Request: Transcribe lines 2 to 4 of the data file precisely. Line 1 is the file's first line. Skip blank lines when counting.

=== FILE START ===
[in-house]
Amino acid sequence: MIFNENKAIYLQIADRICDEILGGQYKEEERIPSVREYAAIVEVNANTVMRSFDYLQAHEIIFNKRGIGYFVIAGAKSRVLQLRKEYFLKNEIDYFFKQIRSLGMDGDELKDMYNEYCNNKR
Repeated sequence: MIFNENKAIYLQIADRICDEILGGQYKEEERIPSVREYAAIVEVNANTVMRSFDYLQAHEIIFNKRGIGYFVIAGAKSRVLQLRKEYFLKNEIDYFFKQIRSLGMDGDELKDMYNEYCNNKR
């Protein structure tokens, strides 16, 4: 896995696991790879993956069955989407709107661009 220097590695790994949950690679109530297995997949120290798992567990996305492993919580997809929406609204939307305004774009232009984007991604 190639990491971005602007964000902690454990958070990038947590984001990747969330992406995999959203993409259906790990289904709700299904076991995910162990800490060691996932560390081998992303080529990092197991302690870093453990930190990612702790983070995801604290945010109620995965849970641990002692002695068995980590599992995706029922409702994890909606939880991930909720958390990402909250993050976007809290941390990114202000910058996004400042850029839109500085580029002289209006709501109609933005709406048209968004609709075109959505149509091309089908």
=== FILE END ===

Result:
Amino acid sequence: MIFNENKAIYLQIADRICDEILGGQYKEEERIPSVREYAAIVEVNANTVMRSFDYLQAHEIIFNKRGIGYFVIAGAKSRVLQLRKEYFLKNEIDYFFKQIRSLGMDGDELKDMYNEYCNNKR
Repeated sequence: MIFNENKAIYLQIADRICDEILGGQYKEEERIPSVREYAAIVEVNANTVMRSFDYLQAHEIIFNKRGIGYFVIAGAKSRVLQLRKEYFLKNEIDYFFKQIRSLGMDGDELKDMYNEYCNNKR
């Protein structure tokens, strides 16, 4: 896995696991790879993956069955989407709107661009 220097590695790994949950690679109530297995997949120290798992567990996305492993919580997809929406609204939307305004774009232009984007991604 190639990491971005602007964000902690454990958070990038947590984001990747969330992406995999959203993409259906790990289904709700299904076991995910162990800490060691996932560390081998992303080529990092197991302690870093453990930190990612702790983070995801604290945010109620995965849970641990002692002695068995980590599992995706029922409702994890909606939880991930909720958390990402909250993050976007809290941390990114202000910058996004400042850029839109500085580029002289209006709501109609933005709406048209968004609709075109959505149509091309089908």